Copenhagen and Climate Change

World leaders gathered last week in Copenhagen at the UN Climate Summit to discuss climate change with the aim to set targets to reduce CO2 emissions. The scientific community stated that industrialized nations needed to cut emissions by 40% by 2020 to reduce the severity of climate change. Although climate change is a global problem, and will impact small island nations more than most, it was left largely to the USA and China to broker a political agreement. Although the agreement recognizes the scientific merit of limiting temperature rises to no more than 2 C (3.6 F), it does not set CO2 targets to achieve this. In that sense, the UN Climate Summit was a failure.

Due to weak leadership by all, our oceans will suffer affecting millions of people that rely on the sea and the coasts for food, protection and livelihood. Our oceans will warm, forcing some species to move to higher latitudes; become more acidic, affecting creatures with calcium carbonate skeletons; and will continue to rise, eroding coastlines and flooding some island-nations.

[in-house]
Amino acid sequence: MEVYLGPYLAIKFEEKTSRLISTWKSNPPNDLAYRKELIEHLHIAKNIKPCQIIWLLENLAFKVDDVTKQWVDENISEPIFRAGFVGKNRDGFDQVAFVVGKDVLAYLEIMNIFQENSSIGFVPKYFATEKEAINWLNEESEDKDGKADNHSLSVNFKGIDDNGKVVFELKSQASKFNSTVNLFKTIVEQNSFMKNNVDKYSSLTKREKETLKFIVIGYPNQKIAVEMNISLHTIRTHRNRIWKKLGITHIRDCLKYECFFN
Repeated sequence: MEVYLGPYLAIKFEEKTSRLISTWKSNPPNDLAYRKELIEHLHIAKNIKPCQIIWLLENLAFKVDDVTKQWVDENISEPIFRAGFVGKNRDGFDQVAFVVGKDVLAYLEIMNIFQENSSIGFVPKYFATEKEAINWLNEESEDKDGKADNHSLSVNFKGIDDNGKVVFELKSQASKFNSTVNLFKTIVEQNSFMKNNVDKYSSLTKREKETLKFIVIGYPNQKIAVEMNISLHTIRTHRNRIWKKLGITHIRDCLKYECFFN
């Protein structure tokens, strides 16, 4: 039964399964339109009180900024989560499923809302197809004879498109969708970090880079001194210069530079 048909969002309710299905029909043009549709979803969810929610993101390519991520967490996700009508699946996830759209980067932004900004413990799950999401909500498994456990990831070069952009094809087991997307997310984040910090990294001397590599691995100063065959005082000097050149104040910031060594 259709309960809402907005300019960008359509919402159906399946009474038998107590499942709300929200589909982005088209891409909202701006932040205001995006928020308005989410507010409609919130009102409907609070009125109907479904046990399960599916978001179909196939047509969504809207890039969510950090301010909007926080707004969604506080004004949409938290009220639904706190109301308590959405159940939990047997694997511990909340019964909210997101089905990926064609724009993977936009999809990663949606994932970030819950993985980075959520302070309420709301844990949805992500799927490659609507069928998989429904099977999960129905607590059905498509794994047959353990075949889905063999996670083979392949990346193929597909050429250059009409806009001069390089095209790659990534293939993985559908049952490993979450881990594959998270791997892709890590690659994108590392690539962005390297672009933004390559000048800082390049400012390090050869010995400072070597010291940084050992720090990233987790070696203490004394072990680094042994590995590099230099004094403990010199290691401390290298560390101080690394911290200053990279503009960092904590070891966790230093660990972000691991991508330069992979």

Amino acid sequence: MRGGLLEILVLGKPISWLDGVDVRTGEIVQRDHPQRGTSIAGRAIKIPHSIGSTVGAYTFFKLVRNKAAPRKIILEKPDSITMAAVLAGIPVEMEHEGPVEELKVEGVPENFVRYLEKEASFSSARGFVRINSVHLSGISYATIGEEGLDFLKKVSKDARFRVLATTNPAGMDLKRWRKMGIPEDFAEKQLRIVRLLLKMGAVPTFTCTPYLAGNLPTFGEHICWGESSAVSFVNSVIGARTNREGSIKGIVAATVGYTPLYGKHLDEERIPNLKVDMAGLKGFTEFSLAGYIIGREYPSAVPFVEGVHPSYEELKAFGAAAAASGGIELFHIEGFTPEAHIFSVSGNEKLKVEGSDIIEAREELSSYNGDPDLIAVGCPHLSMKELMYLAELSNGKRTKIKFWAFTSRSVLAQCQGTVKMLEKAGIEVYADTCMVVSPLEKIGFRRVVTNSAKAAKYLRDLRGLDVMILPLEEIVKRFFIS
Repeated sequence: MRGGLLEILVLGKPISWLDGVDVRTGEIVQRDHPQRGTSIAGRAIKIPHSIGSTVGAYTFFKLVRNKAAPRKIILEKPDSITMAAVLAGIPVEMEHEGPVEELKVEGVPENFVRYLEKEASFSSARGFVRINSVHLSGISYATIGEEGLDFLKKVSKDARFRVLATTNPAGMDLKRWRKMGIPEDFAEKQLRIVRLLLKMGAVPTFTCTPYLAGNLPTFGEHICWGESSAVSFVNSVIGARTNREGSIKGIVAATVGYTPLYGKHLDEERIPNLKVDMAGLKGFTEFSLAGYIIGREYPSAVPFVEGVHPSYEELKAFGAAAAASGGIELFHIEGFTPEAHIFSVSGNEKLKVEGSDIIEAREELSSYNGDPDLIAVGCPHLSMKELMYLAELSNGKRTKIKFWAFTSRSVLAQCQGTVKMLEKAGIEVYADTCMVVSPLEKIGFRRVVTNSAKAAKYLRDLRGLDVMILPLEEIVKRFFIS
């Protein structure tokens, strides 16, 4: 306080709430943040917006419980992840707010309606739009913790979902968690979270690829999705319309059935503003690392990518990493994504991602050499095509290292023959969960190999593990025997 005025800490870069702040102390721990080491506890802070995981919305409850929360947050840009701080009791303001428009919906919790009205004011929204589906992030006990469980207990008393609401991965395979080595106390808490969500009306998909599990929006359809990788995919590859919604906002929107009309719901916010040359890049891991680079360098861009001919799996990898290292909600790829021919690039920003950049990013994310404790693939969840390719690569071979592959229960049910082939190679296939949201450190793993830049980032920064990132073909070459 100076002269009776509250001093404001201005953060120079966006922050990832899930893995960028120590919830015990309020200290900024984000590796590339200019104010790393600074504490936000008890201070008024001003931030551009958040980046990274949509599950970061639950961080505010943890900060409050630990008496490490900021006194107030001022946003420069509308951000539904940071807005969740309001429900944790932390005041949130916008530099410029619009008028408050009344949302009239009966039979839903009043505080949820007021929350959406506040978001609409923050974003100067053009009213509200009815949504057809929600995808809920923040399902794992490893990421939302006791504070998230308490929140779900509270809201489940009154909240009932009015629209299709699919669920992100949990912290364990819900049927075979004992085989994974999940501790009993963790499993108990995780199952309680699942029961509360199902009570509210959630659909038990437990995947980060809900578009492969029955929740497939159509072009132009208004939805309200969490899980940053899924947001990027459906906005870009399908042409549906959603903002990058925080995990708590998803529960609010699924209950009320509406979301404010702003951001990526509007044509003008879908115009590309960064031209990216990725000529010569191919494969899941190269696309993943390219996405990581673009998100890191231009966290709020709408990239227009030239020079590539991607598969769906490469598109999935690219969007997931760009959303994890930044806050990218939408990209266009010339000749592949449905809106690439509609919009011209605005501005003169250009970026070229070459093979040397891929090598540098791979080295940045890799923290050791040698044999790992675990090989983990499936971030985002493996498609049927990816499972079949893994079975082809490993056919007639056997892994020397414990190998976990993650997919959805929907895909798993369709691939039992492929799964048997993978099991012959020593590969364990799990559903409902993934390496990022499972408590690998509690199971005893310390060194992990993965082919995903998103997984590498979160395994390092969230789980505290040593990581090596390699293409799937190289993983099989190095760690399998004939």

Considering the severity of Climate Change, and that our collective future is at stake, you would think that our leaders could have spent a few more days in Copenhagen discussing options and setting meaningful goals.

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